International Herald Tribune, August 16, 2003 p4

Armand Borel, a towering figure in the development of modern mathematics, died of cancer on Monday in Princeton, New Jersey. He was 80.

Borel, who was a professor emeritus at the Institute for Advanced Study in Princeton, New Jersey, was a highly influential figure in two groups of mathematicians that at different times and in different places had a profound influence on the evolution of mathematics after World War II.

In the years just after the war, Borel, who was born in a French-speaking area of Switzerland, was close to a number of French mathematicians, including Jean Leray, Andre Weil, Henri Cartan and Jean-Pierre Serre, who self-deprecatingly referred to themselves as the Bourbaki Group, after a spectacularly unsuccessful French general in the Franco-Prussian War of 1870.

These mathematicians set themselves the lofty goal of reconceptualizing the whole of mathematics to give it a new degree of unity and abstraction in what Borel referred to as the second French Revolution.

Borel's contribution came through his lifelong study of certain continuous collections of mathematical symmetries, known as Lie groups after the Norwegian mathematician Sophus Lie, and through his efforts to use what he had learned from this work to illuminate other fields of mathematical inquiry.

Because of the increasing importance the theory of Lie groups plays in modern mathematics, Borel's work became a major influence on some of the most important developments in contemporary mathematical research.

Borel became a leading figure in a second group of mathematicians that was formed during the 1960's and 1970's at the institute, where he was a professor from 1957 to 1993. Besides Weil, this group included Robert Langland and Pierre Deligne.

Borel and the others sought to use their insights into Lie group theory to understand profound patterns in the theory of numbers.

Paul Lewis.

© International Herald Tribune, August 16, 2003 p4

Armand Borel, a towering figure in the development of modern mathematics, died of cancer on Monday in Princeton, New Jersey. He was 80.

Borel, who was a professor emeritus at the Institute for Advanced Study in Princeton, New Jersey, was a highly influential figure in two groups of mathematicians that at different times and in different places had a profound influence on the evolution of mathematics after World War II.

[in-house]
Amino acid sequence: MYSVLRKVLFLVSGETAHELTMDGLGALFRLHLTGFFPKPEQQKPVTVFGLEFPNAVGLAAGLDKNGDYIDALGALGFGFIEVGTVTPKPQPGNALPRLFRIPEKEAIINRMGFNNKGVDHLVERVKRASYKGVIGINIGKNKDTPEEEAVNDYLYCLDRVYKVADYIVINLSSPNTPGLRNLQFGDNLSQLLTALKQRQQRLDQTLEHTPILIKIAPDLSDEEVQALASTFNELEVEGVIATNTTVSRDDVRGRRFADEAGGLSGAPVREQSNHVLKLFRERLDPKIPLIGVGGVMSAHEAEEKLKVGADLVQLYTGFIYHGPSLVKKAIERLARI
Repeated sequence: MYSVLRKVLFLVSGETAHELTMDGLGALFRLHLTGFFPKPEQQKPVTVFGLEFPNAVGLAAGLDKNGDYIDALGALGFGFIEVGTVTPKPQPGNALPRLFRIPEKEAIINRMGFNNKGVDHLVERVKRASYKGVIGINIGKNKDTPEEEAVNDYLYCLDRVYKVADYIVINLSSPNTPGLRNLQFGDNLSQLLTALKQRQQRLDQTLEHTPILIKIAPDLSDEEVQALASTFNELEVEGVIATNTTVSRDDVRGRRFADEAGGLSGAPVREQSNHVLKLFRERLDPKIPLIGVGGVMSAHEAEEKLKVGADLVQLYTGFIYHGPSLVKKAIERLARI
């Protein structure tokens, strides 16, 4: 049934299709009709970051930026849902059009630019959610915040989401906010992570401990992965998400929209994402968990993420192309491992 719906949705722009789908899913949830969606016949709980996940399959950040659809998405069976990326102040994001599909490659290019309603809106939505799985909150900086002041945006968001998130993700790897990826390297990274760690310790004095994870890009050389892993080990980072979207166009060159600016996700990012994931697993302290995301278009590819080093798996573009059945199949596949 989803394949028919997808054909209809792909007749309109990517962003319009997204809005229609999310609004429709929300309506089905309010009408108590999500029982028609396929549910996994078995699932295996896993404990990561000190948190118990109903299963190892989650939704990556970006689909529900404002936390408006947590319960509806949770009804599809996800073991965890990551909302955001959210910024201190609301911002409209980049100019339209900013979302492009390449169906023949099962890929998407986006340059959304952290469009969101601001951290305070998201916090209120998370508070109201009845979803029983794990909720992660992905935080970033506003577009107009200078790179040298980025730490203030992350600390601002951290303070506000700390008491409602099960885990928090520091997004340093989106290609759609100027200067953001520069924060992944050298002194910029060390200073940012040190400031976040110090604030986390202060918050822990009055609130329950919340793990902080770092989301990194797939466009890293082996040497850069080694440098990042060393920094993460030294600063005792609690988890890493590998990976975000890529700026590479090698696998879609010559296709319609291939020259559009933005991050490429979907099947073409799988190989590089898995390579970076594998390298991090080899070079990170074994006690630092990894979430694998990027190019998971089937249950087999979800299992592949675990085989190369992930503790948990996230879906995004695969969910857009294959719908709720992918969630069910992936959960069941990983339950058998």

In the years just after the war, Borel, who was born in a French-speaking area of Switzerland, was close to a number of French mathematicians, including Jean Leray, Andre Weil, Henri Cartan and Jean-Pierre Serre, who self-deprecatingly referred to themselves as the Bourbaki Group, after a spectacularly unsuccessful French general in the Franco-Prussian War of 1870.

These mathematicians set themselves the lofty goal of reconceptualizing the whole of mathematics to give it a new degree of unity and abstraction in what Borel referred to as the second French Revolution.

Borel's contribution came through his lifelong study of certain continuous collections of mathematical symmetries, known as Lie groups after the Norwegian mathematician Sophus Lie, and through his efforts to use what he had learned from this work to illuminate other fields of mathematical inquiry.

Because of the increasing importance the theory of Lie groups plays in modern mathematics, Borel's work became a major influence on some of the most important developments in contemporary mathematical research.

Borel became a leading figure in a second group of mathematicians that was formed during the 1960's and 1970's at the institute, where he was a professor from 1957 to 1993. Besides Weil, this group included Robert Langland and Pierre Deligne.

Borel and the others sought to use their insights into Lie group theory to understand profound patterns in the theory of numbers.

Paul Lewis.

© International Herald Tribune, August 16, 2003 p4